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Islam: Between tradition and modernity

Muslims in the world are currently more than one and a half billion, the majority of whom are not Arabs, and not all Arabs are Muslims, even if Islam sinks its roots in the culture and history of Arabs. The Arabia land was, in fact, the place where Islam started in the seventh century AD.

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At that time, its inhabitants were organized as tribes. Tribes are social structures that mainly rest on horizontal relationships, as far as hierarchies are concerned, with forms of limited authority. The pre-Islamic Arabian religion was a sort of astral-worship. Religious centres were also a place for establishing alliances, to limit tensions and improve cohesion in the community in order to achieve greater prosperity.

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Muhammad, the prophet of Islam, was born in Mecca around 570 AD. He brought about a turning point in the history of Arab people by accelerating cohesion dynamics among the Arab tribes. He claimed he was bearer of “revelation” (Koran in Arabic) and led his people to embrace a monotheistic belief, which has some similarities to Judaism and Christianity since the three religions recognise Abraham as the common patriarch in faith.

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Muhammad mainly preached on justice, strict monotheism and eschatology (fate after death).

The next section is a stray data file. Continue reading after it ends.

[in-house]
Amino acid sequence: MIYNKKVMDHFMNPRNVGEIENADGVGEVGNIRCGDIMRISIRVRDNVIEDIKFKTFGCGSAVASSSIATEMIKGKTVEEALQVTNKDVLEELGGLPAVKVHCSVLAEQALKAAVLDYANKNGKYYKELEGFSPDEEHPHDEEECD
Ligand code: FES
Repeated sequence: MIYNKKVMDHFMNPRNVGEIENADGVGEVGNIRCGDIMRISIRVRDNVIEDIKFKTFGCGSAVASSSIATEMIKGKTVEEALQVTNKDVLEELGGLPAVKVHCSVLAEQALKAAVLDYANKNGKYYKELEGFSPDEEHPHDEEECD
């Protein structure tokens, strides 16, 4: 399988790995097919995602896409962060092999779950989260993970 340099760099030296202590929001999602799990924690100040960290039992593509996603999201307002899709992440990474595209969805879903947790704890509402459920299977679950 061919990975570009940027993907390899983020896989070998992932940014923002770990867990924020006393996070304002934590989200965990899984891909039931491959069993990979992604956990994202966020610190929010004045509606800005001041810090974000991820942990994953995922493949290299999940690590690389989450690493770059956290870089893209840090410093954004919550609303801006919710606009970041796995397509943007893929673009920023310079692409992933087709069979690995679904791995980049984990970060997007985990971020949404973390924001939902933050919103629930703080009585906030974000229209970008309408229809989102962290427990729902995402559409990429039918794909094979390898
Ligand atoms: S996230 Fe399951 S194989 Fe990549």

God, through His envoy, urged men to behave well and not to oppress others (in particular the most vulnerable, such as widows and orphans) and, since Arab people were mainly traders, God demanded that honest business be done. These warnings were connected to the eschatological themes of Resurrection, of the Judgment and reward after death. Muhammad affirmed that God, was One and Only. Muhammad’s attacks against polytheism caused a strong reaction by the guardians of the pantheon of deities, whose function and luck was based on the worship of the various gods venerated by the different tribal groups.
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These tensions sometimes turned into open conflicts where Muhammad played the role of leader, not unlike some biblical characters. The Old Testament and the example of the prophet were essential in reference to the judiciary field, since Islam shares Judaism‘s main religious focus, orthopraxy (which translated means “right action”, that is acting according to rules), and differs from Christianity, whose main focus is orthodoxy (“right belief”, that is acting according to the official doctrine). (P.B.)

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